POINT PLEASANT — Tiarah Thornton, a local youth from Point Pleasant, recently won a national pageant title.
Thornton was crowned last week as the 2020 Miss Pre-Teen United States. The national competition took place for four days in West Palm Beach, Fla., where Thornton and other pageant winners from across the country competed in four stages.
To become eligible to compete for the national title, Thornton first had to begin with a preliminary pageant. Thornton won the title of Miss Pre-Teen Mid-Ohio Valley, which led her to compete and win the state title of Miss Pre-Teen West Virginia.
Thornton said the four phases of competition were interview, fitness wear, evening gown and personal platform promise, which is a one-minute speech about the charity work each individual likes to participate in and support.
For Thornton, the charity work she chooses to volunteer with are local hospice care systems.
“What I want to do with my reign this year is reach out to different hospice care systems across the United States to find out what services they have to offer, some of their upcoming events and their needs,” Thornton said.
She plans to promote these things through social media and her personal cause. Thornton volunteers locally with hospice and created a cause, which she calls PAT, which means Providing Awareness Together and was created in honor of her father.
According to Thornton’s press release, her father Pat Thornton passed away from stage four pancreatic cancer at Hubbard Hospice House.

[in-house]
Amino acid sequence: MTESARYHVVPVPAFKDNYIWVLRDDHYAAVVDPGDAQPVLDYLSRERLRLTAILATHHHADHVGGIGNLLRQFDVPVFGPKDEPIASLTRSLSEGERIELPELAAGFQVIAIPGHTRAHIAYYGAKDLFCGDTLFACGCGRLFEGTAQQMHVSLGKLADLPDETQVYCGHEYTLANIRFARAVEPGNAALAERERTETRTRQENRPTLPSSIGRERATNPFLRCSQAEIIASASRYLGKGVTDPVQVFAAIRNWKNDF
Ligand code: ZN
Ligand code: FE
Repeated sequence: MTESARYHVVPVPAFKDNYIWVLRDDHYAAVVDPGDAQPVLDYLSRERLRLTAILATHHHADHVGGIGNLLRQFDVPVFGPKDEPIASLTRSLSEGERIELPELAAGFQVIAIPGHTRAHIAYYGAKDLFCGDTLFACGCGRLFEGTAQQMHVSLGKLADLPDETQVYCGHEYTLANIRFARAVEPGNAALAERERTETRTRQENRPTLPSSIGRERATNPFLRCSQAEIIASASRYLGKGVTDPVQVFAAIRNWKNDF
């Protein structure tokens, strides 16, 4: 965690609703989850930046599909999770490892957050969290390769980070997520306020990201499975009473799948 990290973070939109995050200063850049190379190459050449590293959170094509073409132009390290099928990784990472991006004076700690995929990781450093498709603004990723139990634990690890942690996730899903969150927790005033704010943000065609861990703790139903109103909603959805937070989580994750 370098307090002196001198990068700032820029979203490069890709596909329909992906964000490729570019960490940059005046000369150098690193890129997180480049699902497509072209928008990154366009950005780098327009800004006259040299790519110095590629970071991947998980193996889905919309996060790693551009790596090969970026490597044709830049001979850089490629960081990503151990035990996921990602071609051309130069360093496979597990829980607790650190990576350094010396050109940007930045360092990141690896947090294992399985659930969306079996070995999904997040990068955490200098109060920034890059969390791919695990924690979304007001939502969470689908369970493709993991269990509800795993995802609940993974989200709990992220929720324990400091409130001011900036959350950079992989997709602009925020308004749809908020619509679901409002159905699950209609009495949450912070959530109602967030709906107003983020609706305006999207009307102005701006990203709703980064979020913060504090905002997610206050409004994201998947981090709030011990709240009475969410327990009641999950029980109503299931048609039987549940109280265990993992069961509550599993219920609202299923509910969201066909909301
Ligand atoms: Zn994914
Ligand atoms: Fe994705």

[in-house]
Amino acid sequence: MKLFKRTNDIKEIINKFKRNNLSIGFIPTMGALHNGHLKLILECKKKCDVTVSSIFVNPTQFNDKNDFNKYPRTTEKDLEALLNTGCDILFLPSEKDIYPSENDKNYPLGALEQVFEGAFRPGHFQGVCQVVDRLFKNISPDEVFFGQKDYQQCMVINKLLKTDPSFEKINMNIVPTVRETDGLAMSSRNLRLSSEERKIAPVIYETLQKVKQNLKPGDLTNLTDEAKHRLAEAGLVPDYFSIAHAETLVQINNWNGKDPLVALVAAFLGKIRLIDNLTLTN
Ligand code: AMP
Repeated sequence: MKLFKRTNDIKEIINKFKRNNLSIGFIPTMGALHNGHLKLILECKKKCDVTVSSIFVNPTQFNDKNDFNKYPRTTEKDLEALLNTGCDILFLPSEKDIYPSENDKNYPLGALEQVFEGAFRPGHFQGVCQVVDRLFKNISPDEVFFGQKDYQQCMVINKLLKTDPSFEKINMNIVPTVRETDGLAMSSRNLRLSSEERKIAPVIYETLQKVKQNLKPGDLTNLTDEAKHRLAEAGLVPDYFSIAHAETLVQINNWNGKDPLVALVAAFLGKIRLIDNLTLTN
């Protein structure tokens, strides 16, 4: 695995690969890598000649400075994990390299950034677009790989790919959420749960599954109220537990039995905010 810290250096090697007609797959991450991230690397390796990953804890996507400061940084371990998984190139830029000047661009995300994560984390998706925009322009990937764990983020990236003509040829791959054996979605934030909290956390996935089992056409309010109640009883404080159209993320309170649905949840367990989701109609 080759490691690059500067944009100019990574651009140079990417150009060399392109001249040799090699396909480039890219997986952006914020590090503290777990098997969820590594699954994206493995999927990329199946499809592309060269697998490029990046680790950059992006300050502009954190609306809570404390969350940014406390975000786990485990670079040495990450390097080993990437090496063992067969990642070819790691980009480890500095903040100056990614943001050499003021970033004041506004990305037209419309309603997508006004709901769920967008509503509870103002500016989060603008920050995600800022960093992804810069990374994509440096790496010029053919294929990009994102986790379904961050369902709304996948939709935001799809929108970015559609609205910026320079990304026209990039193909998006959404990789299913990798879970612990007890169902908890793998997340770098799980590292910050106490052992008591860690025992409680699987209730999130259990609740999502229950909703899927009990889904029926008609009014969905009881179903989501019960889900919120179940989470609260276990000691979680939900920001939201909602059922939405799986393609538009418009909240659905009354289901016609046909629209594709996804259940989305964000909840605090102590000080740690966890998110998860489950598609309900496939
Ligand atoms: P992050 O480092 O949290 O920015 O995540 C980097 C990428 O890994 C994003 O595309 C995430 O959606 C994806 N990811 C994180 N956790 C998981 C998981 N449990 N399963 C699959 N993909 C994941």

“What PAT does is help people be aware of what hospice care can do for them and what people can do for hospice,” Thornton said.
Thornton also volunteers at the Kitchen of Blessings in Henderson and helps to fill up local food boxes in town. She has also adopted a senior that is a shut-in and takes food items to him.
This year, Thornton will be working throughout the country to volunteer and raise awareness.
“To me, this title means getting to be part of a sisterhood full of very inspiring women that build each other up and support each other,” Thornton said. “Being surrounded by that will help me grown not only as a young lady but also as a community service volunteer.”
Thornton’s mother, Destiny Thornton said, “She just wants to thank everyone for their support and she’s going to work hard to make West Virginia proud through this title.”
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Kayla (Hawthorne) Dunham is a staff writer for Ohio Valley Publishing. Reach her at (304) 675-1333, ext. 1992.